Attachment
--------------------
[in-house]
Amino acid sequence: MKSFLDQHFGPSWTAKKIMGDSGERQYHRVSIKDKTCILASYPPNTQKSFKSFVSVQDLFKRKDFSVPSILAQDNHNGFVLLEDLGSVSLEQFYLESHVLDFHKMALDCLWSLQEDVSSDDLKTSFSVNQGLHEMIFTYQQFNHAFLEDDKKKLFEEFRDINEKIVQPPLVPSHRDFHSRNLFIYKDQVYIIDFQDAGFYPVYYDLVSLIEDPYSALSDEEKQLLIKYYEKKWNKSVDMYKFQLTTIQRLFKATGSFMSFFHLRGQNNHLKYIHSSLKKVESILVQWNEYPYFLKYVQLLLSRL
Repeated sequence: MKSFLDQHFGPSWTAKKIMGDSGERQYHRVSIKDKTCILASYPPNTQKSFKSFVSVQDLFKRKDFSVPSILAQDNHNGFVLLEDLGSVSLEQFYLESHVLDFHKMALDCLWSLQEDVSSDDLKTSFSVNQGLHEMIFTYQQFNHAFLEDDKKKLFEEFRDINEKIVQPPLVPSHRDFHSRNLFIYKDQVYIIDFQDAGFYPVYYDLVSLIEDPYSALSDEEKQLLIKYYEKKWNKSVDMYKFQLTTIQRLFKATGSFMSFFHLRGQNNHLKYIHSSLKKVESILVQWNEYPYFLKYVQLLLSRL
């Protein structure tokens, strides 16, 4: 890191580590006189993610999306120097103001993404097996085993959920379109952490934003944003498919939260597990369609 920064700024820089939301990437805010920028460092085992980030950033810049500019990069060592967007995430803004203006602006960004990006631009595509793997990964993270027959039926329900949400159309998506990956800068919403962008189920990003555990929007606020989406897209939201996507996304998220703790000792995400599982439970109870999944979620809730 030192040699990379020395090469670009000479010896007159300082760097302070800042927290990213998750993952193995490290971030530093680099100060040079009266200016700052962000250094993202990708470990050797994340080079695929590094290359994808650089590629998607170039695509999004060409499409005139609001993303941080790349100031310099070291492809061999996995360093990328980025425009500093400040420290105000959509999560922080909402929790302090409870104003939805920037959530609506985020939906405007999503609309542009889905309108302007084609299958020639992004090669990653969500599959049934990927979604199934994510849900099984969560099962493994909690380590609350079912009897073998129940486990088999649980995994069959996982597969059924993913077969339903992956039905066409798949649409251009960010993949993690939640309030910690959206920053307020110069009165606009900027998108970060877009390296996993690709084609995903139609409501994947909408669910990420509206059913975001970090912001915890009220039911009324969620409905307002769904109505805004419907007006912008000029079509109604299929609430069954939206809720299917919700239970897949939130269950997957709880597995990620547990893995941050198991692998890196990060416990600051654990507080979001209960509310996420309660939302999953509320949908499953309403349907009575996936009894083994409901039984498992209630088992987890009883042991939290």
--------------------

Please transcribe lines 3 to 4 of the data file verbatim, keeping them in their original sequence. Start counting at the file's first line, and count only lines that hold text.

Repeated sequence: MKSFLDQHFGPSWTAKKIMGDSGERQYHRVSIKDKTCILASYPPNTQKSFKSFVSVQDLFKRKDFSVPSILAQDNHNGFVLLEDLGSVSLEQFYLESHVLDFHKMALDCLWSLQEDVSSDDLKTSFSVNQGLHEMIFTYQQFNHAFLEDDKKKLFEEFRDINEKIVQPPLVPSHRDFHSRNLFIYKDQVYIIDFQDAGFYPVYYDLVSLIEDPYSALSDEEKQLLIKYYEKKWNKSVDMYKFQLTTIQRLFKATGSFMSFFHLRGQNNHLKYIHSSLKKVESILVQWNEYPYFLKYVQLLLSRL
């Protein structure tokens, strides 16, 4: 890191580590006189993610999306120097103001993404097996085993959920379109952490934003944003498919939260597990369609 920064700024820089939301990437805010920028460092085992980030950033810049500019990069060592967007995430803004203006602006960004990006631009595509793997990964993270027959039926329900949400159309998506990956800068919403962008189920990003555990929007606020989406897209939201996507996304998220703790000792995400599982439970109870999944979620809730 030192040699990379020395090469670009000479010896007159300082760097302070800042927290990213998750993952193995490290971030530093680099100060040079009266200016700052962000250094993202990708470990050797994340080079695929590094290359994808650089590629998607170039695509999004060409499409005139609001993303941080790349100031310099070291492809061999996995360093990328980025425009500093400040420290105000959509999560922080909402929790302090409870104003939805920037959530609506985020939906405007999503609309542009889905309108302007084609299958020639992004090669990653969500599959049934990927979604199934994510849900099984969560099962493994909690380590609350079912009897073998129940486990088999649980995994069959996982597969059924993913077969339903992956039905066409798949649409251009960010993949993690939640309030910690959206920053307020110069009165606009900027998108970060877009390296996993690709084609995903139609409501994947909408669910990420509206059913975001970090912001915890009220039911009324969620409905307002769904109505805004419907007006912008000029079509109604299929609430069954939206809720299917919700239970897949939130269950997957709880597995990620547990893995941050198991692998890196990060416990600051654990507080979001209960509310996420309660939302999953509320949908499953309403349907009575996936009894083994409901039984498992209630088992987890009883042991939290």